|A scene from High Tech, Low Life.|
By Don Simpson
Similar to Ai Weiwei: Never Sorry, Stephen Maing’s High Tech, Low Life looks at the Chinese government’s tyrannical control over the dissemination of information; but whereas Alison Klayman conveys the message(s) of her documentary via the perspective of a provocative multimedia artist, Maing utilizes two bloggers who achieve a similar goal with drastically different approaches.
Zola is a cocky young blogger who represents the “new guard” of Chinese revolutionaries. His unassuming appearance allows him to pass as just another bystander taking photos, rather than attracting attention to himself as a journalist. Zola’s goal is to document newsworthy events and tell the truth before the government has a chance to cover-up the facts. He then relies upon his notoriety and fame to communicate the truth to the legions of loyal fans who follow his blog.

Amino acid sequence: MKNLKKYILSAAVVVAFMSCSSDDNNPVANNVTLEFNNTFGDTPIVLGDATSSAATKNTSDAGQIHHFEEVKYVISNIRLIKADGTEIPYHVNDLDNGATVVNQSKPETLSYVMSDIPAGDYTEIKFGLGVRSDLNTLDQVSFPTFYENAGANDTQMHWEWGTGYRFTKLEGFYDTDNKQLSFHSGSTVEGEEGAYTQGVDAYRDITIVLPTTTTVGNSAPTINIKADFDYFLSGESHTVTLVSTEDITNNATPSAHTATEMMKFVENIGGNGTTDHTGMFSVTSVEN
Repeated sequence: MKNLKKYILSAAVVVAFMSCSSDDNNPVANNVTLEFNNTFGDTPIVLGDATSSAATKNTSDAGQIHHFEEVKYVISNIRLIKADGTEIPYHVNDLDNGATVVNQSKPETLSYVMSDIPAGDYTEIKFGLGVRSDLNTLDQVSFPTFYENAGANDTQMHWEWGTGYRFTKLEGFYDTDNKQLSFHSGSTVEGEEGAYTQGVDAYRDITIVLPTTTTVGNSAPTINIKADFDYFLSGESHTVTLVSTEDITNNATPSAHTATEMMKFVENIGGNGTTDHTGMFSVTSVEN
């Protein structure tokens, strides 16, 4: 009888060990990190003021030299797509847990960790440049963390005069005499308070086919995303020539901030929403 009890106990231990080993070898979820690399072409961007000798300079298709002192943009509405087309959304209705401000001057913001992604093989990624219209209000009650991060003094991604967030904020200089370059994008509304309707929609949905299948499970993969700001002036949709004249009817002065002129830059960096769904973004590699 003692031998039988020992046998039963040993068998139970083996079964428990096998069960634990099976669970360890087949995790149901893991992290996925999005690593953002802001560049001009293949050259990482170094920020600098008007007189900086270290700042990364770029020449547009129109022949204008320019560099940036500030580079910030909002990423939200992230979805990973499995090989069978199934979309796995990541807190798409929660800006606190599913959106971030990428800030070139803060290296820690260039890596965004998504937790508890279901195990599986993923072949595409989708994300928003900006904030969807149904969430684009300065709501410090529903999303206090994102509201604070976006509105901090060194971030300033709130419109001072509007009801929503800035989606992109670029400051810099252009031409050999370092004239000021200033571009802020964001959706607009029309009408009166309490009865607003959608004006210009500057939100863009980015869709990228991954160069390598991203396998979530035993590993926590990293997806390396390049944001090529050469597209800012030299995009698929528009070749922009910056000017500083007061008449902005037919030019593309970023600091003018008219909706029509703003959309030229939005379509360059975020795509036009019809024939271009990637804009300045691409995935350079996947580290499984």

Tiger Temple is part of the “old guard” of Chinese revolutionaries. He functions as an investigative reporter, interviewing people in order to document the ways in which they have been wronged by their government. Whereas Zola just blogs about events, Tiger Temple goes beyond just blogging. He actively assists his downtrodden subjects in a concerted effort to improve their situation.
Not only does High Tech, Low Life observe the detrimental effects of censorship in China, but it also functions as a smart compare and contrast piece on the ways two different generations attempt to change their situation.